The Task Involves a Possible Confrontation
The definition of ‘a confrontation’ is something that is very personal to an individual.
- At one extreme, people who are resilient may only consider an interaction to be confrontational if it involves a serious quarrel complete with raised voices and high dram
- At the other extreme, someone who is sensitive may consider the passive-aggressive response of a subordinate to have been a There may have been no outward sign of disagreement but they were let with the feeling that the subordinate just didn’t want to hear what they had to say.
People have a wide range of tolerance to levels of confrontation and to different types of confrontation. For example, some people ind it much easier to deal with open confrontation in the form of an argument than with sulky passive-aggressive behavior.
Others find the opposite. Some people will quite happily fight their corner with someone at the same level in the organization but will feel unable to do anything except agree with their boss even though they fundamentally oppose his or her point of view.
As an individual, you will have your own particular feelings about what constitutes a confrontation for you. This will vary according to the type and nature of the confrontation you face, or anticipate facing by performing a particular task
If something feels like a confrontation to you, then it is a confrontation even if other people you know would not describe it as such. In addition, some people are so averse to confrontation that they will avoid situations where a confrontation is even a remote possibility.
All of this means that you need to consider very carefully if you are avoiding your responsibilities because of your own apprehension about a possible confrontation. For example:
- Do you avoid asking others for input or cooperation in case they resent it?
- Do you avoid returning calls from suppliers or customers in case there is a problem?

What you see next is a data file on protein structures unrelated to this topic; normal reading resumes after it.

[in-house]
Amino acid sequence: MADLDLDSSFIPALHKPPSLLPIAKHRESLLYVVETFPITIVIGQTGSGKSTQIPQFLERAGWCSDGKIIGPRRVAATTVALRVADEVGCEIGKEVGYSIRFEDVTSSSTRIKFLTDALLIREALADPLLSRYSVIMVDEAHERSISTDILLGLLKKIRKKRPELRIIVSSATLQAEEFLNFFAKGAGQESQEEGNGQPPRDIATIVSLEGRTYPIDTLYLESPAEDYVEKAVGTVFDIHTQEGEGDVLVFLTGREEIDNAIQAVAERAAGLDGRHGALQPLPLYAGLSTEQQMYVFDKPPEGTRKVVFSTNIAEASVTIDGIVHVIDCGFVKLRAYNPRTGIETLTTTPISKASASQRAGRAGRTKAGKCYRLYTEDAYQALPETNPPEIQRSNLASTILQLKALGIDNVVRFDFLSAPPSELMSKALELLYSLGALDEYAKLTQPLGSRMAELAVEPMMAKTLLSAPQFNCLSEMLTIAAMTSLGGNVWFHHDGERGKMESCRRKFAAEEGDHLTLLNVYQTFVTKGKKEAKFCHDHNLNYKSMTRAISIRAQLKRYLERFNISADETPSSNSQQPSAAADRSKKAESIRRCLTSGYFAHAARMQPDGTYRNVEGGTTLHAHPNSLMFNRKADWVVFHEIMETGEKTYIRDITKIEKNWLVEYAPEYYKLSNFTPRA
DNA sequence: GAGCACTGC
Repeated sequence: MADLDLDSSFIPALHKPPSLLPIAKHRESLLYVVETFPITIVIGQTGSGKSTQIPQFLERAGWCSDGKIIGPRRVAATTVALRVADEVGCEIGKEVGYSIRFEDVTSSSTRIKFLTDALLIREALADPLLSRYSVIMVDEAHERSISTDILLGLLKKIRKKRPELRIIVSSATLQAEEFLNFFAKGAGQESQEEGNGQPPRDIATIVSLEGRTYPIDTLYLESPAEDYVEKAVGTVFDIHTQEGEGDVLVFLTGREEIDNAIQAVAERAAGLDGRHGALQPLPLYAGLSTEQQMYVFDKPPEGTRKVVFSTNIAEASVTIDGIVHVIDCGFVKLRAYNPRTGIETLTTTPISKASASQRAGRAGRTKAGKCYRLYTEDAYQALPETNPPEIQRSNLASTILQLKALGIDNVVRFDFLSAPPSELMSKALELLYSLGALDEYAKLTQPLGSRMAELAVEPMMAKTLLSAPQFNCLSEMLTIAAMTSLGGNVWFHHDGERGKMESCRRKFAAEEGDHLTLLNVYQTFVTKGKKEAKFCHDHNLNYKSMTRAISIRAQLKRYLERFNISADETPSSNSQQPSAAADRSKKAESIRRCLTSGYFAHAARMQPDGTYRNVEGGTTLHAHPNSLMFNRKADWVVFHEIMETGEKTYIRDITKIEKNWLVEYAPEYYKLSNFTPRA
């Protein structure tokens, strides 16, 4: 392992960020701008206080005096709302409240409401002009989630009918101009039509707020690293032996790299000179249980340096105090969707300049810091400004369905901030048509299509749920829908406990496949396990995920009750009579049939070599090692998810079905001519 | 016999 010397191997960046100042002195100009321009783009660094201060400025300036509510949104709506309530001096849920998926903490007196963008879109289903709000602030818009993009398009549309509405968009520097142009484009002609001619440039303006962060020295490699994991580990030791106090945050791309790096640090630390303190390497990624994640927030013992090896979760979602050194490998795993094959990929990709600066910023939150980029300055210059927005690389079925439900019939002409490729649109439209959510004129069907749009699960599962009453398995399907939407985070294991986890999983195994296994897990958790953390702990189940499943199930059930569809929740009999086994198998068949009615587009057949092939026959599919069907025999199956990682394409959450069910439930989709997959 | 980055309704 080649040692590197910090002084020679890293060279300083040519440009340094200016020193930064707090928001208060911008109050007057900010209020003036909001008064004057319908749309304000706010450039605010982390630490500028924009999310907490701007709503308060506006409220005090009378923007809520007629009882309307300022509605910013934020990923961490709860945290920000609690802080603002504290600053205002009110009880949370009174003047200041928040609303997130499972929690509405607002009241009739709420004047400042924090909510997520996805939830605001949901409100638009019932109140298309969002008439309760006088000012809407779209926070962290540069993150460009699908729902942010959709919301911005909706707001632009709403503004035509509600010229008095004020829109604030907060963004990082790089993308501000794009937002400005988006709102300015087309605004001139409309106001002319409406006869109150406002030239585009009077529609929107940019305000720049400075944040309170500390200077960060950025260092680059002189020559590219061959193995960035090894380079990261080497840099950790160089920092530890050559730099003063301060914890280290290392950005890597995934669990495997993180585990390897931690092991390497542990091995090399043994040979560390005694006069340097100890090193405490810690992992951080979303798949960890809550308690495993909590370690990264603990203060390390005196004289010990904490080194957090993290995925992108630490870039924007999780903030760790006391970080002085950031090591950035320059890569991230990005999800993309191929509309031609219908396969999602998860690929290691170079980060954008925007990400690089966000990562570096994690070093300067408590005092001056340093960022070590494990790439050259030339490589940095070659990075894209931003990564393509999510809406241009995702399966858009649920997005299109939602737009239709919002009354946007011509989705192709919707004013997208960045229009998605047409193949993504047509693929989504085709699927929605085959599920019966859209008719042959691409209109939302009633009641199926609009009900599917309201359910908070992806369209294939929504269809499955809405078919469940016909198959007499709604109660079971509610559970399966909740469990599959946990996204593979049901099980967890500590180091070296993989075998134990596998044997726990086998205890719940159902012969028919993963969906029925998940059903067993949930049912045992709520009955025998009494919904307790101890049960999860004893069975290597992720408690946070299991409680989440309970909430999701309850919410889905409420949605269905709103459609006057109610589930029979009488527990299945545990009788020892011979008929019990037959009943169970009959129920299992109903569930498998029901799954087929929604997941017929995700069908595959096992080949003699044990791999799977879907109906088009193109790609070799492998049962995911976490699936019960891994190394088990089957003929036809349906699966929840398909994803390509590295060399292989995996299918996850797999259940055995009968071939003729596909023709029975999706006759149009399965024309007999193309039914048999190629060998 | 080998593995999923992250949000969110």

- Do you ignore poor timekeeping by others even though it inconveniences you?
- Do you agree with your boss even when you feel that they are wrong?
- Do you feel reluctant to offer your point of view at meetings?
It is tempting to deny that you are uncomfortable with confrontation so as to avoid appearing ‘weak,’ both to others and to yourself. However, the reasons for your behaviors are likely to be deep-seated and may date back to formative experiences and relationships in your childhood.
Consequently they are not something that can be overcome without considerable effort and determination. You may want to seek out a mentor to help you identify how best to relearn the behaviors that are causing you this problem.
The good news is that confrontation in the workplace is usually far less ‘personal’ than the experiences that have led to this aversion to conflict becoming part of your psyche. It also tends to be more predictable, less intense and quickly forgotten as people get on with their day-to-day work. For all of these reasons, it will probably prove to be easier to deal with than you think, provided that you tackle it in the right way.
Overcoming your fear of confrontation is dealt with in depth in the relevant eBook available from this website.